• More than half the respondents said they adhere to secularism and believe it could help alleviate problems in the Arab world 

DUBAI: As a wave of violence inspired by radical Islam shakes French cities and the culture at large, creating a sense of insecurity and fear, Islamophobia is on the rise. Islamism is not Islam, but for lack of knowledge, conflation of the two is easy.

It is through this wrong prism that French Muslims are viewed, as well as some Jews and Christians due to their Arab origins. INSEE, France’s national statistics bureau, said that by 2019, 55 percent of immigrants (both first and second generation) had come from Arab countries. They are the largest minority group in France and therefore it is not for an extremist minority to represent them.

For the first time in France, a survey was carried out among French people of Arab origin. Arab News en Francais commissioned leading online polling firm YouGov to conduct research on the perception of their life in France and their position in the face of secularism.

Arab News Research and Studies Unit partnered with YouGov for the survey which was carried out between Sept. 8 and Sept. 14, and was based on a representative sample of 958 French people from Arab countries, living in France.

The survey confirms their desire to belong to a democratic and secular France. It emerges that all religions are not perceived in the same way by French society, as indicated by the feelings of the French of Arab origin, Muslims and Jews who were interviewed.

Contrary to popular belief, the majority of those interviewed were found to be educated and employed, while French people of Arab origin are generally familiar with the French system and its history, and adhere to the fundamental values ​​of the French Republic.

The French of Arab origin have largely adapted to the way of life in France, but they do not feel accepted, with many citing a sense of stigmatization. Both religion and their national origin have no impact on their sense of belonging to French society. But the sounding of their name has an impact on their careers.

Half of the people questioned believe that neither their race, nor their origin and their religion had any impact on their feelings of belonging to French society and on their professional careers. Their responses, however, underline a feeling of exclusion which, for 51 percent is not linked to skin color, but rather to the ethnic origin of their name (36 percent), which, on the other hand, has a negative impact on their career prospects.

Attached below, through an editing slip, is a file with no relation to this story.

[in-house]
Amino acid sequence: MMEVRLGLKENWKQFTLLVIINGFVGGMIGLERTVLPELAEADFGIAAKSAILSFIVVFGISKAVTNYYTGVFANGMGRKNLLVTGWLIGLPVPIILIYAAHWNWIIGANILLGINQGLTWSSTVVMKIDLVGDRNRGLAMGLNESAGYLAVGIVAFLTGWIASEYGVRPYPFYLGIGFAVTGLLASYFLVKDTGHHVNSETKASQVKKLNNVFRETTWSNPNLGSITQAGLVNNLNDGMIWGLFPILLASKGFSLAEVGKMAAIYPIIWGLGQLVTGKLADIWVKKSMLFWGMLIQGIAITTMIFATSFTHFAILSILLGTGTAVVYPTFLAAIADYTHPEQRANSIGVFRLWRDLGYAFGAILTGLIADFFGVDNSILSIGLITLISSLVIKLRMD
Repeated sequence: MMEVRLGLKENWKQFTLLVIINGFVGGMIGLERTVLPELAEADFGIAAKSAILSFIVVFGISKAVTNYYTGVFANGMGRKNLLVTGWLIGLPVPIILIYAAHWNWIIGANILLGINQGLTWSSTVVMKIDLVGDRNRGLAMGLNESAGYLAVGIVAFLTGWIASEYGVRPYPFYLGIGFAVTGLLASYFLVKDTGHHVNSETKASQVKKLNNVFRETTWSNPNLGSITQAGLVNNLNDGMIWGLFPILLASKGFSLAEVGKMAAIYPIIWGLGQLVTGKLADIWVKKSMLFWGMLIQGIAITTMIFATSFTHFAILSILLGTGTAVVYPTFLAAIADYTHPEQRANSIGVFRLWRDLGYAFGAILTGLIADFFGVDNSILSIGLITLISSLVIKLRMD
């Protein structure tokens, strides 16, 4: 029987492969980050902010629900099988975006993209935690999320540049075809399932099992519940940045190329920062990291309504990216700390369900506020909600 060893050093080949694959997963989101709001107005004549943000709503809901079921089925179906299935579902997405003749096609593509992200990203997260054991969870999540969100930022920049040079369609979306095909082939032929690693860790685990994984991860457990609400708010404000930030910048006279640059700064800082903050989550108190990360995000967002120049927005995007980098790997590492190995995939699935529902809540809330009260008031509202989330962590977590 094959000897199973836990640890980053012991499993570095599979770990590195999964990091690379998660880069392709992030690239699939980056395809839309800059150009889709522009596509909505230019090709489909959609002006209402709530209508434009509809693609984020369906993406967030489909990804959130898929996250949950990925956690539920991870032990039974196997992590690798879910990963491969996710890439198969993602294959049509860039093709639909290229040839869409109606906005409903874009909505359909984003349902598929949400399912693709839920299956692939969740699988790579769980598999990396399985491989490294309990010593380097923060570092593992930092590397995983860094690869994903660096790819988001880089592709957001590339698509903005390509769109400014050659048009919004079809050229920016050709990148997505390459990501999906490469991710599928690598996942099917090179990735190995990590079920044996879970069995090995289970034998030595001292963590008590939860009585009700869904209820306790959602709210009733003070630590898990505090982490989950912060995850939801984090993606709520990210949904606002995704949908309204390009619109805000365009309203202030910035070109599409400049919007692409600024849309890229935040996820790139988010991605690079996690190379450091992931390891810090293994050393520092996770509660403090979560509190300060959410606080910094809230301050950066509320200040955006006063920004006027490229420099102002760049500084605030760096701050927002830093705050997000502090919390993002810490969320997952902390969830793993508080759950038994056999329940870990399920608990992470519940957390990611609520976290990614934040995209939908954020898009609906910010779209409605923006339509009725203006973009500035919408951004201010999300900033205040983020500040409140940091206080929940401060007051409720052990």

This feeling of exclusion is exacerbated among women who believe that their country of origin (46 percent against 33 percent of men) as well as their religion (66 percent against 52 percent of men) causes a negative perception among their compatriots.

French people of Arab origin clearly respect French values, such as secularism, and believe that a secular system would be beneficial for their country of origin. Many even claim to be ready to defend this model in their country of origin.


55% French immigrants with roots in Arab countries.

51% Who did not link feeling of exclusion to skin color.

36% Who linked feeling of exclusion to ethnic origin of their name.

In fact, 54 percent of them advocate secularism, which would be, for them, a solution to the problems of the Arab world. The people questioned are reluctant to interfere with religion in politics and appreciate the secular system applied in France, which they even openly defend in their country of origin.

Moreover, the majority is not in favor of regulations on religious clothing, but 45 percent of men, 48 percent of respondents residing in rural France and 50 percent of those aged over 55 support regulatory laws and are in favor of such decisions, against 29 percent of the youngest (18-24 years) interviewees.

The oldest are better integrated than the youngest who were born in France. The younger generations are much less enthusiastic about state institutions and seem to be going back to their parents’ roots, thus reinforcing their sense of otherness.

The survey highlights the widening gap between the generations, insofar as young French people of Arab origin aged 18-24, for whom their religion is perceived positively (53 percent), seem less inclined to respect the regulations and join institutions like the national football team. Thus, 58 percent would support the football team of their country of origin against France, while 58 percent of men aged 35 to 44 and 72 percent of those over 55 would support the French team.

This last point reflects a generational gap and a generational conflict, which represents a major challenge for the future. A significant 49 percent of respondents and 52 percent of 18-34-year-olds believe that education levels are the most important factor in advancing their careers, but that their last name alone has a negative impact on their career, despite their ability to progress and the fact that they give themselves the means to do so.

A better knowledge of French people of Arab origin, peaceful and attached to the values ​​of freedom and secularism, is essential if the fight against extremism and Islamization in France is to be won.